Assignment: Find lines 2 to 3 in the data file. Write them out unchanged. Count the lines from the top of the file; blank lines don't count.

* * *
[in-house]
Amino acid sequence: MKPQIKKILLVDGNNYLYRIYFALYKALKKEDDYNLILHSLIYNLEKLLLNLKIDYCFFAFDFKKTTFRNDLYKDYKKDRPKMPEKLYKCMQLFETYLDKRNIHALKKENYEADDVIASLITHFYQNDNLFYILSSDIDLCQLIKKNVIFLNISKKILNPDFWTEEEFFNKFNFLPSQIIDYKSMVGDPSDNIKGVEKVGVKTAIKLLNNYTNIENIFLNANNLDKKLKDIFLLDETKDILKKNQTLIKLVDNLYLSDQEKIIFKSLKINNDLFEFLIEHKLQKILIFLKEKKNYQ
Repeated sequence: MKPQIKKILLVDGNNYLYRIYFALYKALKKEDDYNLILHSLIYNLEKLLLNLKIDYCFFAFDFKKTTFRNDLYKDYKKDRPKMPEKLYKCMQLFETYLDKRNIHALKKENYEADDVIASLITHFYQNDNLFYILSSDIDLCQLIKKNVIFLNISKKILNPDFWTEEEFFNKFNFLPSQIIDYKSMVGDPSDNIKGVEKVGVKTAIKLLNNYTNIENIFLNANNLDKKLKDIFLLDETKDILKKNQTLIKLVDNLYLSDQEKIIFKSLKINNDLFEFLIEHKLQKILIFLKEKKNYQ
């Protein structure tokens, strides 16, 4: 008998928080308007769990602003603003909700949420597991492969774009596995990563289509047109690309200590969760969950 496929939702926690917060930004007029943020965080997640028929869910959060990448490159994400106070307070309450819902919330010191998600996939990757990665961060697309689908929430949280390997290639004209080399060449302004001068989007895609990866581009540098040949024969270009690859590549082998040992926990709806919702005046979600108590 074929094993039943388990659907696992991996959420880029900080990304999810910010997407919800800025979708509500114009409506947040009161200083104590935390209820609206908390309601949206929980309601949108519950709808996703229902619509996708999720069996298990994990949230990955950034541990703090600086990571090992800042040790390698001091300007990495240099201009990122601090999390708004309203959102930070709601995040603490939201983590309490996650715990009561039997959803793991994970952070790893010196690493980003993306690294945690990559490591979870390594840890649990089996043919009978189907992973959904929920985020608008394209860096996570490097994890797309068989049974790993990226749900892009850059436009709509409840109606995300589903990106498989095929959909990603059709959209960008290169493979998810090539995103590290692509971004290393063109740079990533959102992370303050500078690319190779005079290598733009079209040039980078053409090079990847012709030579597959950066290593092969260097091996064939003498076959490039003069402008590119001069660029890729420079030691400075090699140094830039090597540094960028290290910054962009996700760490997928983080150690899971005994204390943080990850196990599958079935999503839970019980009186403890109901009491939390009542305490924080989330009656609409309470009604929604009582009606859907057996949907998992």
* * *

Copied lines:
Amino acid sequence: MKPQIKKILLVDGNNYLYRIYFALYKALKKEDDYNLILHSLIYNLEKLLLNLKIDYCFFAFDFKKTTFRNDLYKDYKKDRPKMPEKLYKCMQLFETYLDKRNIHALKKENYEADDVIASLITHFYQNDNLFYILSSDIDLCQLIKKNVIFLNISKKILNPDFWTEEEFFNKFNFLPSQIIDYKSMVGDPSDNIKGVEKVGVKTAIKLLNNYTNIENIFLNANNLDKKLKDIFLLDETKDILKKNQTLIKLVDNLYLSDQEKIIFKSLKINNDLFEFLIEHKLQKILIFLKEKKNYQ
Repeated sequence: MKPQIKKILLVDGNNYLYRIYFALYKALKKEDDYNLILHSLIYNLEKLLLNLKIDYCFFAFDFKKTTFRNDLYKDYKKDRPKMPEKLYKCMQLFETYLDKRNIHALKKENYEADDVIASLITHFYQNDNLFYILSSDIDLCQLIKKNVIFLNISKKILNPDFWTEEEFFNKFNFLPSQIIDYKSMVGDPSDNIKGVEKVGVKTAIKLLNNYTNIENIFLNANNLDKKLKDIFLLDETKDILKKNQTLIKLVDNLYLSDQEKIIFKSLKINNDLFEFLIEHKLQKILIFLKEKKNYQ